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    • 1 Second Ago
  • 33 Comments
      2 Wheeled Menace
      • 3 Years Ago
      Don't get me started. I haven't had a rage fit this morning yet.
      Smoking_dude
      • 3 Years Ago
      DIG BABY DIG. Same in Europe. Portugal has rich lithium sources. They could bouild an own industriy and make their own bail out . The alps have rare metal sources too. as china cuts down the export it got interesting to mine them.
      Dave D
      • 3 Years Ago
      The problem is competing on cost. China is much more lax on pollution regulations and it's hard to compete with that, plus their lower cost overall (wages, gov't subsidized industries, etc). But we're going to have to grow up and stop outsourcing everything we do for short term gains as a consumption based, service oriented economy. What they hell do we think is going to happen when we stop producing any THINGS and spend out time with jobs where I cut your hair in exchange for you washing my car. At some point, someone in this country is going to have to get back to production and manufacturing. You can't eat hair cuts or drive a car wash...we have to produce goods too.
        Spec
        • 3 Years Ago
        @Dave D
        Exactly. There are plenty of rare earth materials elsewhere. But China has such minimal environmental and labor protections that no one can compete with them.
        SNP
        • 3 Years Ago
        @Dave D
        My understanding wasnt on costs. It was on the fact that rare earths are difficult and expensive to mine. And the damage done to the environment is for the mining country's to bear. China was shipping out a very valuable resource in exchange for some money that they now have an abundance of. They figure if they're going to ruin their own land, might as well do it using the raw material themselves. On the flip side, since cost was never an issue, why not mine in canada and russia? they dont seem to mind shipping out their vast raw materials....
        Rob J
        • 3 Years Ago
        @Dave D
        Two words, higher tarrifs. Of course that would go against the wonders of free trade that makes the world shoot sunshine an lollipops out its butt.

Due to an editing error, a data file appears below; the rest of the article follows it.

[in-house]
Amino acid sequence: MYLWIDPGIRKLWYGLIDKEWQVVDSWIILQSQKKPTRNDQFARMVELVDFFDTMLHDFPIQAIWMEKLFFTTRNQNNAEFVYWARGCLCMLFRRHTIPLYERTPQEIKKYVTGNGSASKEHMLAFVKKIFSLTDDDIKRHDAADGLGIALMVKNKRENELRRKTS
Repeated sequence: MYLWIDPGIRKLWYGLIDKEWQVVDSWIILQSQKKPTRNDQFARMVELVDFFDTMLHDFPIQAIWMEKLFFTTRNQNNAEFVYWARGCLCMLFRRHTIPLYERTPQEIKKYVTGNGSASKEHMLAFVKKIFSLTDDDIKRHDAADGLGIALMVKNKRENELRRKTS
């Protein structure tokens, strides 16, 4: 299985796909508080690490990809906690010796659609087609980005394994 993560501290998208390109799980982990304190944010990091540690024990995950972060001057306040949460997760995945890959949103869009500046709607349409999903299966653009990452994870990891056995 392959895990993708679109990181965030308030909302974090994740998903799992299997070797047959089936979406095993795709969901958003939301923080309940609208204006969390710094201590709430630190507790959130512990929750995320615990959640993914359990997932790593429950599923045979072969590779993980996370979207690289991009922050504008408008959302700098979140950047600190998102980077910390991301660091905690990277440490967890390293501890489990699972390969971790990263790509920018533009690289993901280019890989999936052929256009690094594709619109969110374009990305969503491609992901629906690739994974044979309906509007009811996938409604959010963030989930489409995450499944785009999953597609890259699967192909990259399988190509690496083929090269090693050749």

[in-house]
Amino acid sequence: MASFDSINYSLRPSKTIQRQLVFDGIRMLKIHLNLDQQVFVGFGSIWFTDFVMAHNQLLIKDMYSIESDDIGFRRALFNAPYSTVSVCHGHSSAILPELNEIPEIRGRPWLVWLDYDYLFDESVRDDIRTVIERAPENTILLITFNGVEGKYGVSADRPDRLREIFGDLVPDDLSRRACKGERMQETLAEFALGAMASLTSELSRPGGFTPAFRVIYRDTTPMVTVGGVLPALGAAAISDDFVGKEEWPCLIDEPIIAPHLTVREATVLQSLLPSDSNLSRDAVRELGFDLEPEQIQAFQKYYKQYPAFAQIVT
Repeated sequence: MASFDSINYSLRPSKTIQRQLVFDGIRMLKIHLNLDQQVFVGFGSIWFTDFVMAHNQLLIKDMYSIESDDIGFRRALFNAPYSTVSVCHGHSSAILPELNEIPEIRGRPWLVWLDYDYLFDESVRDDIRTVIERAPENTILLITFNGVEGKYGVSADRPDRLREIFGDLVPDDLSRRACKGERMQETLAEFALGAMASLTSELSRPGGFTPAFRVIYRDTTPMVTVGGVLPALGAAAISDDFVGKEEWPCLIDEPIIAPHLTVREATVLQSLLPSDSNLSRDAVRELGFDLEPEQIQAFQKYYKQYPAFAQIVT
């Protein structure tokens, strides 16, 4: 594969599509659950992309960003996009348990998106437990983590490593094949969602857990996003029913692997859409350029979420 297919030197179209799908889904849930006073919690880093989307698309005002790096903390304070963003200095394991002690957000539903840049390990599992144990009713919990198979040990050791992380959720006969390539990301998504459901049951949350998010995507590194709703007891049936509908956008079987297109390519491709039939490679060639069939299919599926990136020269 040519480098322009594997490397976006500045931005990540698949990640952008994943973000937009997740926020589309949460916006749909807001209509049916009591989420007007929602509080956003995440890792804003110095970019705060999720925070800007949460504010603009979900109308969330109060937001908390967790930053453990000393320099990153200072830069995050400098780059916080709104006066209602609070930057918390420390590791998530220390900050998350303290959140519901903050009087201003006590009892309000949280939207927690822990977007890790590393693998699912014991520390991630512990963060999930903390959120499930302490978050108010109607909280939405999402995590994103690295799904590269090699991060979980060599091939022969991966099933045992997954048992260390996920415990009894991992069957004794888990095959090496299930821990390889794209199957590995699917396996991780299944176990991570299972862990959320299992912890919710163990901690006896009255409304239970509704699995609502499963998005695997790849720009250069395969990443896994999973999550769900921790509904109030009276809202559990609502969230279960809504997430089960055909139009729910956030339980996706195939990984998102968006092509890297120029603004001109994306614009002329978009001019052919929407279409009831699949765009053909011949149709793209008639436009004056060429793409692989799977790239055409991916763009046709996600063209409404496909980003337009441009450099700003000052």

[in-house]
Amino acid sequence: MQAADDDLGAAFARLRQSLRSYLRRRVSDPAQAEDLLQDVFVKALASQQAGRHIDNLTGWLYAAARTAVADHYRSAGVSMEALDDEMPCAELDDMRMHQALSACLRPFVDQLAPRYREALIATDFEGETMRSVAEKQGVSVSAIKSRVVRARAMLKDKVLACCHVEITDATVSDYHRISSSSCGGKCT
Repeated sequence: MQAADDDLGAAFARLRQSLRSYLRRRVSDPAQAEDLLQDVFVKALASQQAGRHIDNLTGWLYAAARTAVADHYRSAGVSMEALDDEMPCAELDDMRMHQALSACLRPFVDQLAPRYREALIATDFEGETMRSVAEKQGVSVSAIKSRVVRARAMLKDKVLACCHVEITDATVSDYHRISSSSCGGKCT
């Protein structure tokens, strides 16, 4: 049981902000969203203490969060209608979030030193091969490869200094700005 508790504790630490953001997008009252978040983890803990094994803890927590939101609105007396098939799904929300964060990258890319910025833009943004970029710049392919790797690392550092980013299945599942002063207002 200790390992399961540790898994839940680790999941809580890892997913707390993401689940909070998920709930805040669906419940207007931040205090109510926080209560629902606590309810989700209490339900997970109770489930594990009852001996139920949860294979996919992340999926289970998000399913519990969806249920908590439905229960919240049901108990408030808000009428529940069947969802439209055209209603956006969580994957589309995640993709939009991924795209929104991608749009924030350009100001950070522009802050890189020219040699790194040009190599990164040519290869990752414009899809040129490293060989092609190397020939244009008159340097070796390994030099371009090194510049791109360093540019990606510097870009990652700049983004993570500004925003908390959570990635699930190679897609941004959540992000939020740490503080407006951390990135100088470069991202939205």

Dave D
          • 3 Years Ago
          @Rob J
          Rob, all I can say is this: In my world, everyone's a pony and they all eat rainbows and poop butterflies!
        Dave D
        • 3 Years Ago
        @Dave D
        Sigh....oh for an edit button. :-)
          Dave D
          • 3 Years Ago
          @Dave D
          Oh come on SNP....we'd never remove our own embarrassing comments just because we later regretted them! :-)
          SNP
          • 3 Years Ago
          @Dave D
          no edit button. that would be absurd in the middle of a convo log i just delete what i regret saying and wham, the topic/point/debate is messed up.
      Nick
      • 3 Years Ago
      How can EV motors be made without magnets?
        Dan Frederiksen
        • 3 Years Ago
        @Nick
        AC induction motors have no permanent magnets. they are widely used in industry and all tesla cars use them.
        Dave D
        • 3 Years Ago
        @Nick
        Nick, A switched reluctance motor http://green.autoblog.com/2011/06/28/need-rare-earth-metals-switched-reluctance-motors-dont/
          Jim_NJ
          • 3 Years Ago
          @Dave D
          Tesla uses induction motors in the in the Model S and upcoming Model X (although I'm sure their batteries use rare earths).
          JP
          • 3 Years Ago
          @Dave D
          Nope, no rare earths in most Lithium batteries, and the few that do use them have trace amounts as far as I know.
        Nick
        • 3 Years Ago
        @Nick
        Thanks.
        Dan Frederiksen
        • 3 Years Ago
        @Nick
        and btw car sized aluminium AC induction motors can be gotten for 150$.. and for a lean car it might be 100$ or less
      Smooth Motor
      • 3 Years Ago
      We need to do something before we go too far down the path. Otherwise, we are just trading our dependence on foreign oil to dependence on foreign rare earth metals.
        Spec
        • 3 Years Ago
        @Smooth Motor
        There is no real dependence. 1) We can make motors w/o rare earths. 2) We can always mine our own rare earths if we want to. We just get them from China because they don't seem to mind polluting their country and killing/poisoning their people to mine them for a low price.
        Elmo Biggins
        • 3 Years Ago